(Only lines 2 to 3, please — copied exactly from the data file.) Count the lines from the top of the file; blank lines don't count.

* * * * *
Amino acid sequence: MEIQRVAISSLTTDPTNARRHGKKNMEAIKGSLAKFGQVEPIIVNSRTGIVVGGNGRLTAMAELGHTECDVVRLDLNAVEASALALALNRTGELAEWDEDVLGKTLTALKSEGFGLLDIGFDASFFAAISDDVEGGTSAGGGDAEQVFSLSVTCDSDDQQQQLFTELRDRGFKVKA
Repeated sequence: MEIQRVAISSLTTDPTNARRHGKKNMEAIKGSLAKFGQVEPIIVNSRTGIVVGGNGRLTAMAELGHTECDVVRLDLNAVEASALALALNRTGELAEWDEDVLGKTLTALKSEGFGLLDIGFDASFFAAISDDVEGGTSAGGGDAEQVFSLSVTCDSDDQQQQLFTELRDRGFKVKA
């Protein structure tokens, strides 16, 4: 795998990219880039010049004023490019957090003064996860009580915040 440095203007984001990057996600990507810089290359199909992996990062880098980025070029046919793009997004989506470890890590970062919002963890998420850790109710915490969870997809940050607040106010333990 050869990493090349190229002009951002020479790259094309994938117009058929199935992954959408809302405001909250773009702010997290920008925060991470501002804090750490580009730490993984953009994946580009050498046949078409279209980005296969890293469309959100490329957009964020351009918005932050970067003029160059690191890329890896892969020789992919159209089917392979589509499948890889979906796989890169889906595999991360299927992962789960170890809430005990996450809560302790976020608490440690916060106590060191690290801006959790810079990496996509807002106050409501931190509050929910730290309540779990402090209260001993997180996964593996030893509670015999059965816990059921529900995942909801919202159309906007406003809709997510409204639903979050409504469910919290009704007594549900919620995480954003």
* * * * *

Repeated sequence: MEIQRVAISSLTTDPTNARRHGKKNMEAIKGSLAKFGQVEPIIVNSRTGIVVGGNGRLTAMAELGHTECDVVRLDLNAVEASALALALNRTGELAEWDEDVLGKTLTALKSEGFGLLDIGFDASFFAAISDDVEGGTSAGGGDAEQVFSLSVTCDSDDQQQQLFTELRDRGFKVKA
């Protein structure tokens, strides 16, 4: 795998990219880039010049004023490019957090003064996860009580915040 440095203007984001990057996600990507810089290359199909992996990062880098980025070029046919793009997004989506470890890590970062919002963890998420850790109710915490969870997809940050607040106010333990 050869990493090349190229002009951002020479790259094309994938117009058929199935992954959408809302405001909250773009702010997290920008925060991470501002804090750490580009730490993984953009994946580009050498046949078409279209980005296969890293469309959100490329957009964020351009918005932050970067003029160059690191890329890896892969020789992919159209089917392979589509499948890889979906796989890169889906595999991360299927992962789960170890809430005990996450809560302790976020608490440690916060106590060191690290801006959790810079990496996509807002106050409501931190509050929910730290309540779990402090209260001993997180996964593996030893509670015999059965816990059921529900995942909801919202159309906007406003809709997510409204639903979050409504469910919290009704007594549900919620995480954003």